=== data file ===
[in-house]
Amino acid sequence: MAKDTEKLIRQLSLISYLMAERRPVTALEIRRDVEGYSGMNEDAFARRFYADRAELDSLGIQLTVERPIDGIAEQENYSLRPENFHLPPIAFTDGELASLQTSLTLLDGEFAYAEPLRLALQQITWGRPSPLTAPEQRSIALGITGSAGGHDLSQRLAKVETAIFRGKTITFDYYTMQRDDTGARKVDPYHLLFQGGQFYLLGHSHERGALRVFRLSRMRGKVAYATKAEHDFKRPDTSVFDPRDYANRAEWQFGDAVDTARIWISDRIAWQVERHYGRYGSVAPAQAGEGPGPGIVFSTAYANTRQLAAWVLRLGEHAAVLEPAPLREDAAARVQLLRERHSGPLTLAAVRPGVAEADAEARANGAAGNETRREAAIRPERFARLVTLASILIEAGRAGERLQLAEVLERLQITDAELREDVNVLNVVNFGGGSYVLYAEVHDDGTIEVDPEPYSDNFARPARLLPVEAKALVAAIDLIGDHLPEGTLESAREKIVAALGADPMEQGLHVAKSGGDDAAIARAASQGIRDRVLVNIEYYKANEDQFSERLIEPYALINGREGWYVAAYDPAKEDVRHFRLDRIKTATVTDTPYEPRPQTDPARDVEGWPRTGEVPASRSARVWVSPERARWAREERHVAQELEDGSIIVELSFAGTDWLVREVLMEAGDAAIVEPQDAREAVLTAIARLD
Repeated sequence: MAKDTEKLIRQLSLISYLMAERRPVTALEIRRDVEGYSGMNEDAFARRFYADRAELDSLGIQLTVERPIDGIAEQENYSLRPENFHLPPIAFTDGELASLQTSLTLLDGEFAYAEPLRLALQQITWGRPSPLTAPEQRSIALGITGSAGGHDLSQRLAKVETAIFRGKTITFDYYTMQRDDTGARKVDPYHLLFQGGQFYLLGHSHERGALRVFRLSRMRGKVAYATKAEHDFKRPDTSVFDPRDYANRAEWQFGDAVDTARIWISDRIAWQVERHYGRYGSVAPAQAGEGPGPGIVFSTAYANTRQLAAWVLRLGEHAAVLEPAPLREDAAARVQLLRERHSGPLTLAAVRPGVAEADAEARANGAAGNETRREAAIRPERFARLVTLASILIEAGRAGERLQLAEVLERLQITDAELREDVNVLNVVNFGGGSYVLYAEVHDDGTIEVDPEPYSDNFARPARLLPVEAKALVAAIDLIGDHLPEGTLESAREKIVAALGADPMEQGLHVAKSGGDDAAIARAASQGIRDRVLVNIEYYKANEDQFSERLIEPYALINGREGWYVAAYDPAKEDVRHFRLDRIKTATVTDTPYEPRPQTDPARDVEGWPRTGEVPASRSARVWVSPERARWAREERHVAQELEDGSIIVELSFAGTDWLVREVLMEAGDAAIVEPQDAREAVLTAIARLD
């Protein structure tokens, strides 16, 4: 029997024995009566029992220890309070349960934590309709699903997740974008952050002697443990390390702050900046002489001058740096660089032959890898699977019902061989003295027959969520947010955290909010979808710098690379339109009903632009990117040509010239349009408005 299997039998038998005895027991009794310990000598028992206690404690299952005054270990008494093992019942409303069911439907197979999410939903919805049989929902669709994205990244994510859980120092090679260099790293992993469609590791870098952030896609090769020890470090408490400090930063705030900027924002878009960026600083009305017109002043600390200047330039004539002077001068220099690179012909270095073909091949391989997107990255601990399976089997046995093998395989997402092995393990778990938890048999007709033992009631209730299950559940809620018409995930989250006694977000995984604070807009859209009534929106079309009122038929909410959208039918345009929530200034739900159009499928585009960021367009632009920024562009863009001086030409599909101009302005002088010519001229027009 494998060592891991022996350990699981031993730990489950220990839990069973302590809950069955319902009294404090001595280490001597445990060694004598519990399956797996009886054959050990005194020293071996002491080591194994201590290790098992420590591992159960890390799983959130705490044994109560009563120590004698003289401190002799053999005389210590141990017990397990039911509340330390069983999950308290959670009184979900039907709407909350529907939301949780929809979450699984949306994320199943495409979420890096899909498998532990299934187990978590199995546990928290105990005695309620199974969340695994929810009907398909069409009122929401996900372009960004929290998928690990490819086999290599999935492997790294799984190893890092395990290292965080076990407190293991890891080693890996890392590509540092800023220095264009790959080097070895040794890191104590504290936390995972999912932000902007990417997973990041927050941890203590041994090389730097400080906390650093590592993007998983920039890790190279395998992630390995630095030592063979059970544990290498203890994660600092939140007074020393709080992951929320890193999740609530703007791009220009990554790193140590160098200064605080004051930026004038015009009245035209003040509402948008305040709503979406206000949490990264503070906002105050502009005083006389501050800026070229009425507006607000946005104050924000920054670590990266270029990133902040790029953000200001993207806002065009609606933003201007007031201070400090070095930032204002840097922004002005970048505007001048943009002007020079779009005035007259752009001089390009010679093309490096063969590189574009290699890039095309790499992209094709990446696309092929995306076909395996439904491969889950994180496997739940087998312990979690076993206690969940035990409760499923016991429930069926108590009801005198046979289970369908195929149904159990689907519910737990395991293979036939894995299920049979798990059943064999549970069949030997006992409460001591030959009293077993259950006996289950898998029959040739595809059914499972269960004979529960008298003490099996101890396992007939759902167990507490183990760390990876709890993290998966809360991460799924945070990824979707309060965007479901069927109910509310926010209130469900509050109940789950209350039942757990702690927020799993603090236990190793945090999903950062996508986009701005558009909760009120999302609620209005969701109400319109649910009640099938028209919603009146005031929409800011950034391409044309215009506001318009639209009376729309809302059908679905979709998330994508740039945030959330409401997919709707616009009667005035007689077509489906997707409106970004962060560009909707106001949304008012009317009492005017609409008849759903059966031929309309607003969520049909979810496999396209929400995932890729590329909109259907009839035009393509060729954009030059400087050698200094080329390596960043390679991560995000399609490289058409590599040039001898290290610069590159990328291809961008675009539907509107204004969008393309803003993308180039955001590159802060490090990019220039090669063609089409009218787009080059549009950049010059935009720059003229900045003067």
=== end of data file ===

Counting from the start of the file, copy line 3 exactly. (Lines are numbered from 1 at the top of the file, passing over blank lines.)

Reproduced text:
Repeated sequence: MAKDTEKLIRQLSLISYLMAERRPVTALEIRRDVEGYSGMNEDAFARRFYADRAELDSLGIQLTVERPIDGIAEQENYSLRPENFHLPPIAFTDGELASLQTSLTLLDGEFAYAEPLRLALQQITWGRPSPLTAPEQRSIALGITGSAGGHDLSQRLAKVETAIFRGKTITFDYYTMQRDDTGARKVDPYHLLFQGGQFYLLGHSHERGALRVFRLSRMRGKVAYATKAEHDFKRPDTSVFDPRDYANRAEWQFGDAVDTARIWISDRIAWQVERHYGRYGSVAPAQAGEGPGPGIVFSTAYANTRQLAAWVLRLGEHAAVLEPAPLREDAAARVQLLRERHSGPLTLAAVRPGVAEADAEARANGAAGNETRREAAIRPERFARLVTLASILIEAGRAGERLQLAEVLERLQITDAELREDVNVLNVVNFGGGSYVLYAEVHDDGTIEVDPEPYSDNFARPARLLPVEAKALVAAIDLIGDHLPEGTLESAREKIVAALGADPMEQGLHVAKSGGDDAAIARAASQGIRDRVLVNIEYYKANEDQFSERLIEPYALINGREGWYVAAYDPAKEDVRHFRLDRIKTATVTDTPYEPRPQTDPARDVEGWPRTGEVPASRSARVWVSPERARWAREERHVAQELEDGSIIVELSFAGTDWLVREVLMEAGDAAIVEPQDAREAVLTAIARLD